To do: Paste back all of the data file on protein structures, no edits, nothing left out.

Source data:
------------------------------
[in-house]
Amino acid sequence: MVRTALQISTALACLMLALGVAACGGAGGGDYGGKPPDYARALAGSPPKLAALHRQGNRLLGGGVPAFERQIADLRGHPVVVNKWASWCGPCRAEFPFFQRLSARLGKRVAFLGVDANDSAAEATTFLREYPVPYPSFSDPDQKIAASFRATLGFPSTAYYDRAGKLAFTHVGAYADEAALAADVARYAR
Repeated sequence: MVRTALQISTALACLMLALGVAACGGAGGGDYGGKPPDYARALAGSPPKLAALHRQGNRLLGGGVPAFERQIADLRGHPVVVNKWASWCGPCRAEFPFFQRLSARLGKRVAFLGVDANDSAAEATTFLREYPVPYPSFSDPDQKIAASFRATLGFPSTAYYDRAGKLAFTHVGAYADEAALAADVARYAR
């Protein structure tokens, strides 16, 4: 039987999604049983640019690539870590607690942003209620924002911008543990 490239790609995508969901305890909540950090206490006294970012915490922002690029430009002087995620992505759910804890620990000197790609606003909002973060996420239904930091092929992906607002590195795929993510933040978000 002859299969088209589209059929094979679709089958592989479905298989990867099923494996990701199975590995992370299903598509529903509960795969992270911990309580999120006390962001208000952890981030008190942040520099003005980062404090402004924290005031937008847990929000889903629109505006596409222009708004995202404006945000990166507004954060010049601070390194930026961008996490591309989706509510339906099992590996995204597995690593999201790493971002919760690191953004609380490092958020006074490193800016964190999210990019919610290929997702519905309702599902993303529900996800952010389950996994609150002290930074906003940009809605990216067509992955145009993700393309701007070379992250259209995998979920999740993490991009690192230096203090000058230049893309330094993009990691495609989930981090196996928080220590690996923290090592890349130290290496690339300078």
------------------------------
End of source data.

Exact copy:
[in-house]
Amino acid sequence: MVRTALQISTALACLMLALGVAACGGAGGGDYGGKPPDYARALAGSPPKLAALHRQGNRLLGGGVPAFERQIADLRGHPVVVNKWASWCGPCRAEFPFFQRLSARLGKRVAFLGVDANDSAAEATTFLREYPVPYPSFSDPDQKIAASFRATLGFPSTAYYDRAGKLAFTHVGAYADEAALAADVARYAR
Repeated sequence: MVRTALQISTALACLMLALGVAACGGAGGGDYGGKPPDYARALAGSPPKLAALHRQGNRLLGGGVPAFERQIADLRGHPVVVNKWASWCGPCRAEFPFFQRLSARLGKRVAFLGVDANDSAAEATTFLREYPVPYPSFSDPDQKIAASFRATLGFPSTAYYDRAGKLAFTHVGAYADEAALAADVARYAR
């Protein structure tokens, strides 16, 4: 039987999604049983640019690539870590607690942003209620924002911008543990 490239790609995508969901305890909540950090206490006294970012915490922002690029430009002087995620992505759910804890620990000197790609606003909002973060996420239904930091092929992906607002590195795929993510933040978000 002859299969088209589209059929094979679709089958592989479905298989990867099923494996990701199975590995992370299903598509529903509960795969992270911990309580999120006390962001208000952890981030008190942040520099003005980062404090402004924290005031937008847990929000889903629109505006596409222009708004995202404006945000990166507004954060010049601070390194930026961008996490591309989706509510339906099992590996995204597995690593999201790493971002919760690191953004609380490092958020006074490193800016964190999210990019919610290929997702519905309702599902993303529900996800952010389950996994609150002290930074906003940009809605990216067509992955145009993700393309701007070379992250259209995998979920999740993490991009690192230096203090000058230049893309330094993009990691495609989930981090196996928080220590690996923290090592890349130290290496690339300078």